Detective Inspector Jeff Slade (Michael French) is a charming but reckless maverick who doesn’t mind bending the rules if it gets results. He also used to be married but she died a long time ago. At the start of the series, he grows close to colleague Holly Turner, who has a time machine, and they use it to solve crimes. In one episode she gets the hump when she thinks he’s slept with another woman, and in a later story he’s jealous of her ex being back on the scene, but their relationship is mostly platonic.
Holly Turner (Chloe Annett) is a clever and likeable police science officer. She has a time machine that was built by her father, Frederick, who has since gone missing. The machine sends you back (never forwards) an unpredictable amount of time, usually a few hours. You can’t actually change the past – you were always there, as it were – and it would be disastrous if you ever met yourself. You also have to be back at the machine at precisely the time you left, otherwise you’d be caught in a loop of infinity (ie, you’d go round and round the same few hours forever). This presents a *whopper* of a plot hole, which the series wisely ignores: why do the two versions of the characters never see each other at the machine? Every time Holly and Jeff are about to use it, future versions of themselves should come running in, surely?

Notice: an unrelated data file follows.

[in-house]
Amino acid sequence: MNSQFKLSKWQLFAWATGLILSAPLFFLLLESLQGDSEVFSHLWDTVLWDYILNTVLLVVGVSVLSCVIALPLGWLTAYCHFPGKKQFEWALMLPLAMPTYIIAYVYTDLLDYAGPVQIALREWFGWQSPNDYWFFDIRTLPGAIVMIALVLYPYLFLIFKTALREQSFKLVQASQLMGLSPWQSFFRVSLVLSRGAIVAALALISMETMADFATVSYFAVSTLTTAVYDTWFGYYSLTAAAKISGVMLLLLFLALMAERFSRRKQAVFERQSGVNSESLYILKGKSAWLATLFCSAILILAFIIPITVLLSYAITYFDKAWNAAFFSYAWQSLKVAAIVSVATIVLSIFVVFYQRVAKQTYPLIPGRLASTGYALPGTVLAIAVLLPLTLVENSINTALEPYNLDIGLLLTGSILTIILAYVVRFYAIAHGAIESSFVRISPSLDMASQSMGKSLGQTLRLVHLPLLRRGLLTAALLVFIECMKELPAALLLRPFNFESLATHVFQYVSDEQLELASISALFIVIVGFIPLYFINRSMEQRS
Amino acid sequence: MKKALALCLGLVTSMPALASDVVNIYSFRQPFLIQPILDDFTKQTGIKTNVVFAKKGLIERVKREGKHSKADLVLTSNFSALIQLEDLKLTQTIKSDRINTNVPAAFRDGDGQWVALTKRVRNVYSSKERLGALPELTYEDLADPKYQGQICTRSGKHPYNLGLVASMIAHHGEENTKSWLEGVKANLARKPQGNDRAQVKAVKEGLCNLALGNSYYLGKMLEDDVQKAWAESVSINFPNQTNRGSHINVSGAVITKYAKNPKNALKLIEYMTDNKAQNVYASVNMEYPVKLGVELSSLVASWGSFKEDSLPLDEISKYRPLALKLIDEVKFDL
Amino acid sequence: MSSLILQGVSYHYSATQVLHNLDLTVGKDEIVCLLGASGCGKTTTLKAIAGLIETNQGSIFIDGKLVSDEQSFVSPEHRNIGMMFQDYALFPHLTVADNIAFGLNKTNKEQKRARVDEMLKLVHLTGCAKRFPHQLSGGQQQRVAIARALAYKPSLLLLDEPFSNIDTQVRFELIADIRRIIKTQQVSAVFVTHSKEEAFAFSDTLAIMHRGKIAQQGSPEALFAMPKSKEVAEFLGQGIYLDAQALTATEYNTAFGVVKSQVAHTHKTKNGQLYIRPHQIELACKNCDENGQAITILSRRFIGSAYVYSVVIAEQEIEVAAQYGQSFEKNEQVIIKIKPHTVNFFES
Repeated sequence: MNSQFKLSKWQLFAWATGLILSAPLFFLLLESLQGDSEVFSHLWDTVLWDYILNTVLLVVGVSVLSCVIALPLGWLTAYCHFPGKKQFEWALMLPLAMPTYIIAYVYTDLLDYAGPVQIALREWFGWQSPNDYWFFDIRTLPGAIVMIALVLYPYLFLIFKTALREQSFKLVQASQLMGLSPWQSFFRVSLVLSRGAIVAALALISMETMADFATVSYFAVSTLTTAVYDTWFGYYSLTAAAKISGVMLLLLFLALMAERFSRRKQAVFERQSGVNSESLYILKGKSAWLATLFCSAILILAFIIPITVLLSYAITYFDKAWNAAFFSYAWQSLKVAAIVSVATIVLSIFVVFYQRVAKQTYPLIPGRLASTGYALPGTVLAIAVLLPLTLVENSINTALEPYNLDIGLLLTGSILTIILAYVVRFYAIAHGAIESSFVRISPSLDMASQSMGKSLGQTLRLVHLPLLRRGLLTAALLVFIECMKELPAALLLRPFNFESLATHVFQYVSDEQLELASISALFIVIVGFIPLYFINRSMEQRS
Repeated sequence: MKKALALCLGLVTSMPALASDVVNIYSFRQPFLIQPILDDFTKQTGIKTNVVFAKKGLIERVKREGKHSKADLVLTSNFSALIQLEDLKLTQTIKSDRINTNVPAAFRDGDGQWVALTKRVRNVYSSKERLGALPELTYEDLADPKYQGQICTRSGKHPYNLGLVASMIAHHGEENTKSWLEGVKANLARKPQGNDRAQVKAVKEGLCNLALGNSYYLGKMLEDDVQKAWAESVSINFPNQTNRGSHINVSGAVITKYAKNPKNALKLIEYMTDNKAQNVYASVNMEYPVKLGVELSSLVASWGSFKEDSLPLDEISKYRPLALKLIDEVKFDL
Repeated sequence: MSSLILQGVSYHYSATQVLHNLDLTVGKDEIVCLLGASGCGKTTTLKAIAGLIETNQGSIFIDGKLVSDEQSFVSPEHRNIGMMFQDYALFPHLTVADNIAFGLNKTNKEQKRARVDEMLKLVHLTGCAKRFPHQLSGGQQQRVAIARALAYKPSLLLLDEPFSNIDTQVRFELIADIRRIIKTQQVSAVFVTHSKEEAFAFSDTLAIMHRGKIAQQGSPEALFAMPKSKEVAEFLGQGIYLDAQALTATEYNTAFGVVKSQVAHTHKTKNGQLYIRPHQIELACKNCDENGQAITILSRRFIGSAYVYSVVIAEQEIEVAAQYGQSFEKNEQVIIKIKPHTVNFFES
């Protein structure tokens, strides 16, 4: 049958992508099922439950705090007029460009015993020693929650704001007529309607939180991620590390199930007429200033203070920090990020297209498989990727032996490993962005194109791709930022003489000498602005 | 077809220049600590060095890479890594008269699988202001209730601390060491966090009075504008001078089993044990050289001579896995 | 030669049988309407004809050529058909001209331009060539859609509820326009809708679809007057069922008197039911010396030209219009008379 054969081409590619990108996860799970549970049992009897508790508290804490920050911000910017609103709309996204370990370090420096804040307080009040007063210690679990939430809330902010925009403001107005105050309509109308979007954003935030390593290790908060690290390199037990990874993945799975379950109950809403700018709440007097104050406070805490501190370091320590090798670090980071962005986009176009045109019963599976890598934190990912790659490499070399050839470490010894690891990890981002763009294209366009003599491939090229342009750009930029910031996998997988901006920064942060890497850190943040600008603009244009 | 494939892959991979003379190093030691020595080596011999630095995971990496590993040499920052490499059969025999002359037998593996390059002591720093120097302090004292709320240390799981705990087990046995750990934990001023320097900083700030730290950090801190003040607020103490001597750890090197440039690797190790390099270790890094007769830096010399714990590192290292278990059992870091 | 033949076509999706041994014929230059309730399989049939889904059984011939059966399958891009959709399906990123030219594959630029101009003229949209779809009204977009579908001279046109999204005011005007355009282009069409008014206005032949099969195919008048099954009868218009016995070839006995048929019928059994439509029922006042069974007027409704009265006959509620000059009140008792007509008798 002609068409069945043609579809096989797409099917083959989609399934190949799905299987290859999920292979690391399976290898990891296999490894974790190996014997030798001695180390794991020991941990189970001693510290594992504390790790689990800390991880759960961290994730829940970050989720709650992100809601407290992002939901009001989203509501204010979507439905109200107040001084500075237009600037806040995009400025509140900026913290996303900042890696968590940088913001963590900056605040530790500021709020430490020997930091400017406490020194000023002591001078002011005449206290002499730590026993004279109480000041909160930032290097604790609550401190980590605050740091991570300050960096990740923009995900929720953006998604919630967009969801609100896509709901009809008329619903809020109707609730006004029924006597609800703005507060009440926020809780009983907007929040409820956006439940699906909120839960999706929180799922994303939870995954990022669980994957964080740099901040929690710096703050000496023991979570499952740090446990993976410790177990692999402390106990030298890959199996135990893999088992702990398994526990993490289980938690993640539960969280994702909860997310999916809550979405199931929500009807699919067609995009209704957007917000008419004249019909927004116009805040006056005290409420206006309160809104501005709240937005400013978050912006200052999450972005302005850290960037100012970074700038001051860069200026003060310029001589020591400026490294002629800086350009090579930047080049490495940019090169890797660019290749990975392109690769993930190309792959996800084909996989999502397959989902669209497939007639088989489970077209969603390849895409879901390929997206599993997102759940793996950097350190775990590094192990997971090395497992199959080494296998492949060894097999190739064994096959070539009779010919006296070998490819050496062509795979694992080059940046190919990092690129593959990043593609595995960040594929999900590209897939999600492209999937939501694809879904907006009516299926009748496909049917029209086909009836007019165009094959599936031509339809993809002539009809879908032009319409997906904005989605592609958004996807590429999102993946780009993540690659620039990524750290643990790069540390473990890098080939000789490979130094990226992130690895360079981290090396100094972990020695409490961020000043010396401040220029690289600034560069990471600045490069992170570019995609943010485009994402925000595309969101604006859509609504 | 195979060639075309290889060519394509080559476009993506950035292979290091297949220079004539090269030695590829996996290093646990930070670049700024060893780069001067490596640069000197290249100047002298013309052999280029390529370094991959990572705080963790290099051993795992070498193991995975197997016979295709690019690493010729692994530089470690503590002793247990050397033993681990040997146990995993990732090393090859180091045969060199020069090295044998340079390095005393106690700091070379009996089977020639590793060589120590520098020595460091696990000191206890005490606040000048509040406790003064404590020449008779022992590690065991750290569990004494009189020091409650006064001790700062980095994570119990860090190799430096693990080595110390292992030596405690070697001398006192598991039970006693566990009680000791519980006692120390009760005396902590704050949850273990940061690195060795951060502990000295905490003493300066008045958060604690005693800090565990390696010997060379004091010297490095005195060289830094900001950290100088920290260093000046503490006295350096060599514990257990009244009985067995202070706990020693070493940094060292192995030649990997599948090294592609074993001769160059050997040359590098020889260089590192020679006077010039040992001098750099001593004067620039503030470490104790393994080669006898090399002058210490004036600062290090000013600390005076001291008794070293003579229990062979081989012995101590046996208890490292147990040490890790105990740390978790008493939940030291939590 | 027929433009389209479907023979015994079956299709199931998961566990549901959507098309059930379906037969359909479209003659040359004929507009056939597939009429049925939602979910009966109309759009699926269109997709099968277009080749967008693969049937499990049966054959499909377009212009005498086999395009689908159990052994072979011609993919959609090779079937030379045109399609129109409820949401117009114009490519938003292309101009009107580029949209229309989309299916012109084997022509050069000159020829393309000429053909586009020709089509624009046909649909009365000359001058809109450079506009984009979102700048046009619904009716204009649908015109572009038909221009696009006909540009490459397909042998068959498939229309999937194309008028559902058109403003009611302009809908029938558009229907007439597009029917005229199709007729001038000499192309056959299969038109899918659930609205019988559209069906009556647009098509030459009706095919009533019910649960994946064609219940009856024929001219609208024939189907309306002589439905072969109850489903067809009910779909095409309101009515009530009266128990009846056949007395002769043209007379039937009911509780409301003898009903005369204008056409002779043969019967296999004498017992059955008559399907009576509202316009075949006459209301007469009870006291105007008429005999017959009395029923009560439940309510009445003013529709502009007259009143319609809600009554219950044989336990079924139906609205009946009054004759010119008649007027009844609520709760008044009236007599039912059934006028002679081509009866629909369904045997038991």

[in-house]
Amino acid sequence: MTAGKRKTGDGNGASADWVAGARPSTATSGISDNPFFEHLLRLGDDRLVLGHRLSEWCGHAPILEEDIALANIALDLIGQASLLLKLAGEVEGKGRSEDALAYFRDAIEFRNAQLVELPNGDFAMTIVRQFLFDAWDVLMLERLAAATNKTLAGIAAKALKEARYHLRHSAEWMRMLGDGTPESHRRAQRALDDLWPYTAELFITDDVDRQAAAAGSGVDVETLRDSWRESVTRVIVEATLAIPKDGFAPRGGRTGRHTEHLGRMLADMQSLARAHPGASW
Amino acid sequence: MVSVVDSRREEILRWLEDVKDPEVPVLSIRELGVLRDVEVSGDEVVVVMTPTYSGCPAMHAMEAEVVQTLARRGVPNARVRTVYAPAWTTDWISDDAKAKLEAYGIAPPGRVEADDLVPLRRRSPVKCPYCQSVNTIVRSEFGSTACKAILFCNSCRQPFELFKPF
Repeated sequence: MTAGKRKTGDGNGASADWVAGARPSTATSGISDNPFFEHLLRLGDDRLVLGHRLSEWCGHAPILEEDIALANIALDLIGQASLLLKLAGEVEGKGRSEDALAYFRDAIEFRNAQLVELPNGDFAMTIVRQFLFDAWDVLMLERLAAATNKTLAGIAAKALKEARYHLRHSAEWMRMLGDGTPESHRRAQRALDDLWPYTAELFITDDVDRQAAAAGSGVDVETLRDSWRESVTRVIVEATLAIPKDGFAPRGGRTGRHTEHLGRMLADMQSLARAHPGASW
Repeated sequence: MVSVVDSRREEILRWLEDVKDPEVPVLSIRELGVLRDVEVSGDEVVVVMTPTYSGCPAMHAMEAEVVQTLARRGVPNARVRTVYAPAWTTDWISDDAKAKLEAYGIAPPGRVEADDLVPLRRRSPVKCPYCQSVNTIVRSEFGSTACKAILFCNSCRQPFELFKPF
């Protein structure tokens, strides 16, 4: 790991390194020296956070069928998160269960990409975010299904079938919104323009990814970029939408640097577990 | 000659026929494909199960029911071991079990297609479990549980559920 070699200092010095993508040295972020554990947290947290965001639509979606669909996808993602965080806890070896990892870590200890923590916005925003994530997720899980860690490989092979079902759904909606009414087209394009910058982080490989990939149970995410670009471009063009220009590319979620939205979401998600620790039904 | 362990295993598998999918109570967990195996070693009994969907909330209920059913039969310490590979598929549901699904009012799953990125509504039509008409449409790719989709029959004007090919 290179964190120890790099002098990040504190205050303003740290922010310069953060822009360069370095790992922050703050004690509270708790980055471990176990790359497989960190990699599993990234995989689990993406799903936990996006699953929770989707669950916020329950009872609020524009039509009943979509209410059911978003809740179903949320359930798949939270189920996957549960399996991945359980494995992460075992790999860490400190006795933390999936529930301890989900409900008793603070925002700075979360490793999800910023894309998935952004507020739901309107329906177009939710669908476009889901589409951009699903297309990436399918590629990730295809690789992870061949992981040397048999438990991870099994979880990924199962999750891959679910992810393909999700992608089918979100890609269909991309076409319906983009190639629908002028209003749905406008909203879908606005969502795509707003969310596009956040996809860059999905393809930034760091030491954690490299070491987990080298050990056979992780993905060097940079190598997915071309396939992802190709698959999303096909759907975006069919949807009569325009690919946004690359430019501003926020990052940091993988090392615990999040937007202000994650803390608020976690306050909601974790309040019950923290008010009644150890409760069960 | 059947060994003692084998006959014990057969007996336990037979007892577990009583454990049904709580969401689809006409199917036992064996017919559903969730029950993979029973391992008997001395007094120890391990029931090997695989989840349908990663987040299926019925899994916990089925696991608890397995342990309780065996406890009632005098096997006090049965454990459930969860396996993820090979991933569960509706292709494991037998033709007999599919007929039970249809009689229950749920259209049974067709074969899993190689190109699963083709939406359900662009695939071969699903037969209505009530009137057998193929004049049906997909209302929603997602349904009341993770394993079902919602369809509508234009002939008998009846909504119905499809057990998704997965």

Detective Chief Inspector Kate Grisham (Sue Johnston) is the grumpy, M-like boss of the team who is often frustrated by her detectives… until Jeff and Holly miraculously solve the case. She has football knickknacks on her desk, and in one episode we learn she’s married. She also has two other subordinates: Detective Sergeant Morris (Paul Trussell), 28, seems to be one truncheon short of a constabulary (we never learn his first name), while Detective Constable Nicky Robson (Richard Dempsey), 23, is a graduate trainee who’s very clever and friendly.
Rounding out the regular cast are: Danny (Bob Goody), the good-natured caretaker at Holly’s block of flats, who appears in all but one episode, and Frank (Jack Chissick), a duty officer at the police station, who appears in episodes 2, 4, 5, 7 and 8.
Created and written by Anthony Horowitz. Produced by Brian Eastman. Directed by Brian Farnham (episodes 1, 3, 6 & 7) and Rick Stroud (episodes 2, 4, 5 & 8).
Broadcast: 20.10-21.00, Saturday 1 March 1997, BBC1.
Radio Times synopsis: “Detective Jeff Slade is at risk of losing his job until a colleague, Holly Turner, tells him about her secret time machine.”
Notable guest cast: This week’s murder victim, an arrogant aviation magnate called Guy Lombard, is played by Terrence Hardiman (aka the Demon Headmaster).
Time travels: #1 – Holly first uses her time machine at 12.05pm and goes back three hours. Earlier in the episode, through Jeff’s eyes, we saw her at a train station. Now we see the same events from Holly’s point of view. #2 – Holly and Jeff travel at 6.25pm and go back 10 hours. It’s Jeff’s first ever trip in time.